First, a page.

Monday, February 24, 2014

Motor Monday-Primitive Reflexes Part Two

Here's the promised part two of primitive reflexes and why they matter. This is a short one because we haven't been getting much sleep around here lately and I'm not functioning at the top of my game cognitively!  Like I said last week, we still don't fully understand the role of primitive reflexes and their relationship to motor development though I talked a bit about how primitive reflexes are hypothesized to help with motor development.  Primitive reflexes are controlled by the brainstem and as the higher level parts of a baby's brain develop they learn movement patterns that are more complex that take over for the reflex patterns.

The important thing to know about primitive reflexes is that they aren't normally "obligatory" in that they don't happen to the extreme every time the stimulus happens. Sure, most of the time if you touch a baby's cheek they will turn toward the touch because of the rooting reflex, but it doesn't happen every time.  Obligatory reflexes where the baby or older child can't NOT do the movement is a red flag that there is something atypical going on with the nervous system.  Cerebral palsy is a good example of a diagnosis that might involve primitive reflexes that are obligatory.  Another red flag is when reflexes don't fade away as much as they should or when they should, known as persistent reflex patterns.  One study of very low birthweight infants (i.e. tiny preemies) found a clear association between the strength of primitive reflexes and motor delays (i.e. infants with very strong reflexes at 4 months were more likely to have motor delays), while another found no association between primitive reflexes and motor skills in term babies.  Persistent reflexes may also be associated with delays in other areas like reading skills.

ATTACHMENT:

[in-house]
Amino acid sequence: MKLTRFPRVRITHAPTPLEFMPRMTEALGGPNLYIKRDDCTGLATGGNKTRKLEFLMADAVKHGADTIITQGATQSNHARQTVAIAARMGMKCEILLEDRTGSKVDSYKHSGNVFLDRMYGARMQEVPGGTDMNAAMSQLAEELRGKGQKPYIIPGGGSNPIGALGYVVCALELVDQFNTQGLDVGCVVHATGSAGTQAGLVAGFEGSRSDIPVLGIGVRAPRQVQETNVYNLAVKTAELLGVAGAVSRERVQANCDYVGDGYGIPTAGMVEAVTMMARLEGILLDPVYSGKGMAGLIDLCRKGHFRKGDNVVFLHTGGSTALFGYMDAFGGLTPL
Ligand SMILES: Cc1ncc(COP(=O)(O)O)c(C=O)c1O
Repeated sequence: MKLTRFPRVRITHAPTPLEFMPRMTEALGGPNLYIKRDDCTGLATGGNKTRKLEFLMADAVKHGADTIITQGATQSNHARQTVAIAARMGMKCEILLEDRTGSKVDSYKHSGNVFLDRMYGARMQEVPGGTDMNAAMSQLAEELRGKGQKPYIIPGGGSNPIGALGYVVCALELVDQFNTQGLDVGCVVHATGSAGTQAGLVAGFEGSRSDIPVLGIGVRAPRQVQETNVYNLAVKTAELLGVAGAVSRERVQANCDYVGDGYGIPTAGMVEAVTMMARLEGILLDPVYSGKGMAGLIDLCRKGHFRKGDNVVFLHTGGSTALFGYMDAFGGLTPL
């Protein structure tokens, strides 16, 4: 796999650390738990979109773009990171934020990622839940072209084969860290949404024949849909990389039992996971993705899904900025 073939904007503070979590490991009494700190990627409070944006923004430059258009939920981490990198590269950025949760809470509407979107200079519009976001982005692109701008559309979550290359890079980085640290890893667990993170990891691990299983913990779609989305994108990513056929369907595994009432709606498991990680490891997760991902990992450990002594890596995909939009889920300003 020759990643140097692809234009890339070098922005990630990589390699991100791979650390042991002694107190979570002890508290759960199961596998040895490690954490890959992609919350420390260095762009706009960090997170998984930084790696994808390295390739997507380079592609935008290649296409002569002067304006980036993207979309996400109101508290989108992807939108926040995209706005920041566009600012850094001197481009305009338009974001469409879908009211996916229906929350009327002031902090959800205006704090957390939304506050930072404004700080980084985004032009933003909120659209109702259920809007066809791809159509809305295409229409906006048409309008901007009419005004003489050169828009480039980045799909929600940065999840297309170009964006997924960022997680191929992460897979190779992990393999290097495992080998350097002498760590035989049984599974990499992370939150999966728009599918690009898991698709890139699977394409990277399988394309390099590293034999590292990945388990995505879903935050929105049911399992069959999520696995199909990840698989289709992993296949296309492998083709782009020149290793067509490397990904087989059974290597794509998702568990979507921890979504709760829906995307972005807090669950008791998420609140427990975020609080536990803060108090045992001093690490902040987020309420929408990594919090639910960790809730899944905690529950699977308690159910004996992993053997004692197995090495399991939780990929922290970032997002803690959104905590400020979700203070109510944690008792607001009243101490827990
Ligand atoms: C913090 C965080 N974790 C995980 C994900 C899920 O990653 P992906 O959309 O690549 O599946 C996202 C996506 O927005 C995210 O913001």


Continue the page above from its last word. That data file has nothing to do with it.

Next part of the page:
Last week I included a picture of Isaiah in ATNR or fencer's pose. Can you picture how ATNR could seriously get in the way of rolling back to belly?  Baby looks to the left and tries to roll that way to get to mom but that darn left arm is sticking out to the side like a kickstand?!  ATNR typically fades by 4-6 months, which happens to be just when babies are learning to roll from back to belly.  A persistent ATNR could also interfere with crawling.  Picture the infant below who turns his head to the left to see his dad.  If he has persistent ATNR (which you'll remember should be integrated by 6 months), his right elbow would bend or buckle, which would be pretty inconvenient and might mean a good head bonk for baby. 
When crawling we need to be able to look side to side without
our support arm collapsing
One other interesting thing to note about primitive reflexes before I sign off on this post is that they sometimes show up again in older adults, particularly those with severe dementia or Alzheimers.  I think this is fascinating! Okay, time to try to get some sleep before the babies wake up again!

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